Big Bend National Park, Texas

Without doubt, Big Bend National Park has to be one of the most beautiful, breathtaking, scenic and adventurous places I’ve ever had the pleasure to visit.


Lost Mine Trail

The Park covers 1,252 sq miles of the Chihuahuan Desert, including part of the 1,000 mile long Rio Grande that flows along the US/ Mexican border.  Interestingly, US territory only extends to the center of the deepest river channel as the river flowed in 1848, and so crossing the river will put you (illegally) in Mexico.  In fact, there is a 5,000 USD fine for doing this, which I obviously didn’t know when I waded across to take this great photo of the Santa Elena Canyon (from Mexico).  I did wonder why no-one else was following me!  The only thing I was a little nervous about was the strange animal footprints in the mud after seeing the warning signs for Mountain Lions…


Santa Elena Canyon (from the illegal Mexican side) – I think it was worth it!

Anyway, I survived the illegal Mexican crossing, Mountain Lions, Tigers and Bears oh my, but almost didn’t survive the intense heat when I forgot to bring any water with me (it’s hot in the desert, don’t you know).


Always take water with you into the desert!

Well it might be hot in the desert during the day, but let me tell you at night it’s a different matter.  I had this bright idea of how nice it would be to camp in the Chisos Mountains in the park, under the coal-black sky lit up like a Christmas tree by millions of stars, which it was until the temperature quickly plummeted.  Whilst my sleeping bag may pack up as small as a mouse in a blanket, it’s about as much good as a fart in a spacesuit when temperatures drop down to freezing.  In the end I put on almost every item of clothing I had, including my motorcycle pants & jacket, and still felt like a skinned polar bear laying on an iceberg.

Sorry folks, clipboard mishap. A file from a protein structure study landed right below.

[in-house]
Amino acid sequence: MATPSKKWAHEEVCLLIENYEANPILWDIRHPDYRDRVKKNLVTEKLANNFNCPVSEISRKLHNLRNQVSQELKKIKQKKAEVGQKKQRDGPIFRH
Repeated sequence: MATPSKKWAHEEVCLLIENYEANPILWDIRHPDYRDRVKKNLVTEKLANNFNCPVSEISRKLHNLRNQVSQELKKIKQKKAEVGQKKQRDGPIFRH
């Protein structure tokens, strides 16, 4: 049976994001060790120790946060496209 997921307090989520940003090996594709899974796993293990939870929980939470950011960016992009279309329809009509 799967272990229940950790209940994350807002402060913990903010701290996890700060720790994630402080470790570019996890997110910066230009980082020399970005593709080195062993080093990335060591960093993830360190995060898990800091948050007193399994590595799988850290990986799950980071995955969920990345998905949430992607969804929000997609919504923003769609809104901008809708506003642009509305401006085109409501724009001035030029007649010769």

Chisos Basin Camp Ground – beautiful setting, but bl**dy freezing at night (in February at least)

I think my pale complexion and sleepless daze in the morning endeared me to my friendly caravan-housed neighbours, who immediately adopted me and fed me hot breakfast and dinner (thanks Bill and Cary!)  Luckily, subsequent nights were a bit warmer so I didn’t have to take them up on their kind offer of their warm spare bed.  We did have some good nights playing Bill’s guitar around his camp-heater (until our fingers froze) and were even lucky enough to be joined by Leon from the camper across the way, who used to play bass for Roger Miller (‘King of the Road’), but who also did an amazing Johnny Cash impression.  I do miss having my guitar with me, but I don’t exactly have anywhere to carry it on my bike.

Throughout the park there are many gravel tracks to explore which make for fun off-road riding, and even the paved roads offer some of the best riding I’ve ever done – perfect sweeping turns amongst beautiful scenery (if you ignore the 45mph speed limit!)


Great riding – on and off road

I can fully recommend the following hiking trails:  Lost Mine Trail, Santa Elena Canyon and Grapevine Hills (with the Balanced Rock).


Yes, it took a while, but I eventually managed to balance it on my head

OK, off to bed – I hope it’s warmer tonight…


A full moon and millions of stars – now where’s me thermal underwear?

Categories: Texas | Tags: , , , , , , , , , , , , , | 3 Comments

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3 thoughts on “Big Bend National Park, Texas

  1. Gail Gillespie

    Such amazingly beautiful photos, Chris! It’s a surreal place. When we camped there we watched the rare Blue Moon rise above the mesa. Breathtaking moments these are. Keep up the beautiful blogs so that we behind the desks can live vicariously through your adventures!

  2. Thanks Gail – will do! 🙂 I need to get myself a caravan though…

  3. Jill Keller

    Fart in a spacesuit ha ha ha ha ha…….thanks for the belly laugh….great writing!!

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